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International Conference on Fisheries and Globalization : Page 2 of 3

Posted on 21 September 2012
our problems are not just across or a bit beyond our shores. It is further away. Why is it that Northern fleets of factory fishing overfish the oceans and even within our exclusive economic zones? Why are industrial and commercial fishers allowed to fish in our waters? Why is it that big trawlers with the advantage of the most modern equipment are allowed to fish in municipal fishing areas meant for small-scale fisherfolk? Is aquaculture the answer to declining fish catches?
 
This conference seeks to investigate things clearly; we are all experts in practice and theory. We can develop our analysis to come up with clearer policy recommendations. Specifically also, this will provide additional awareness for us so we can strengthen the capacity of our grassroots organizations and bring a stronger collective of fisherfolk across the seas.
 
We need also, as a third objective, to identify viable alternatives. What does sustainable fisheries development mean? This is of interest especially of course for our friends in FAO so we can better address our concerns and to lobby our governments to pay attention first and foremost to the concerns of the people, the small-scale fisherfolk, as well as to the environment, and lastly to business.
 
What do sustainable fisheries really mean? We must work strongly to end poverty, to end oppression. We must promote small-scale fisheries to protect the environment. It is not just about the environment. The main stewards of the marine resources, the real stewards, are the people who live there, the real fisherfolks.
 
Here in the Philippines, fisheries are an important issue for us because the Philippines is a collection of narrow, small mountainous islands. This does not mean to say we don’t have vast tracks of farmland but fishing is a major economic activity for a big section of the population in the Philippines. The coasts and seas provide refuge when people are displaced from their land; when the poor are forced to leave the mountains, they go to the coastal areas and try to fish there. We have sea gypsies, sea nomads. When we talk about poverty in the Philippines, it is not mainly about the slums in Manila, it’s about the people living in the coastlines.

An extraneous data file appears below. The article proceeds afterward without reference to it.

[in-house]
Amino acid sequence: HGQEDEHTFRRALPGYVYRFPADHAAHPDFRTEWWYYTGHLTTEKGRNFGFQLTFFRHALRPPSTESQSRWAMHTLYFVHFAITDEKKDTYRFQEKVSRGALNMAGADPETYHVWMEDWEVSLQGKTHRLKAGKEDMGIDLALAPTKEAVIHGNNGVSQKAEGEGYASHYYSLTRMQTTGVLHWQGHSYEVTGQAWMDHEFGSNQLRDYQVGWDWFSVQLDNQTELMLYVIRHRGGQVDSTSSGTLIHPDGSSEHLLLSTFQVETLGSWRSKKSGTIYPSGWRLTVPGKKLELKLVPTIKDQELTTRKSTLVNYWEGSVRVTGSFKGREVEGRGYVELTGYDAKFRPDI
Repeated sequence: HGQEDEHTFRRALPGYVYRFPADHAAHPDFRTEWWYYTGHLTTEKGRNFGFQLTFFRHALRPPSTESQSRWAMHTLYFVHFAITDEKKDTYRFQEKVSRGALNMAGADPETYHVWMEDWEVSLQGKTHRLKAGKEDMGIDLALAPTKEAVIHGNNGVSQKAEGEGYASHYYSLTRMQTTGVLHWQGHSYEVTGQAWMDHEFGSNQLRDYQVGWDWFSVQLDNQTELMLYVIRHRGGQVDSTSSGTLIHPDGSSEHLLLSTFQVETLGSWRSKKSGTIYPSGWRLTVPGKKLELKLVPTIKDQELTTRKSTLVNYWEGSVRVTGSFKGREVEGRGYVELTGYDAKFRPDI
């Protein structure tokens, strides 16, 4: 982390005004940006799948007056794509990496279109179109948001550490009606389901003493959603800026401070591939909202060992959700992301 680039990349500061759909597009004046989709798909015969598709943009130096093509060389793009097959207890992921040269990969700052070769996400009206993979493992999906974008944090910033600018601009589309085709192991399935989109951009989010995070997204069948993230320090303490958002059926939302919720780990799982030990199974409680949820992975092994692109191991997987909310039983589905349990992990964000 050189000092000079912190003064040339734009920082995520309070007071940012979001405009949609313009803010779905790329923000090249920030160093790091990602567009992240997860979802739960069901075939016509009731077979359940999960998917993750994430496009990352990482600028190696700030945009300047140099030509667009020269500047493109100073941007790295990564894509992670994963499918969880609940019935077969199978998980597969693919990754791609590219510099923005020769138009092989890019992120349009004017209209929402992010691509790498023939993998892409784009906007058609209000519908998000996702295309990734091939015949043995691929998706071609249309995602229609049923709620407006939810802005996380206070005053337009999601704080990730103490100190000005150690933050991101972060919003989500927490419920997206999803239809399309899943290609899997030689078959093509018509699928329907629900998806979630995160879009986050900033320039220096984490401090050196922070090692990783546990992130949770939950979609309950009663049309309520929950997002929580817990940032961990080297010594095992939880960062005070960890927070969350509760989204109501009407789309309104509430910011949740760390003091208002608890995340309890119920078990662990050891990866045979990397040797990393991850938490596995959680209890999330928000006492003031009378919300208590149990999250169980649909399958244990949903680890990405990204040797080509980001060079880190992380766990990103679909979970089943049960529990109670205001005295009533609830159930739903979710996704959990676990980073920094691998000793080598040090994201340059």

For example, in the community exposure yesterday, the reason why the small poor fisherfolk don’t have motorized bancas is not because they are after environmental sustainability but because they are just plain poor. It is not an issue of the environment but an issue of poverty. Yet the Philippines is one of the top exporters of aquaculture products in the world. Southeast Asia is the center of fisheries production and exports in the world.
 
We thought that rather than have our conference in a hotel somewhere or in a beach resort, what better than to have it here in SEAFDEC. In so doing, we occupy spaces available and raise our voices closer to the research centers and highlight the condition of small fisherfolk but also the problem of fisheries in general. To SEAFDEC, we say thanks
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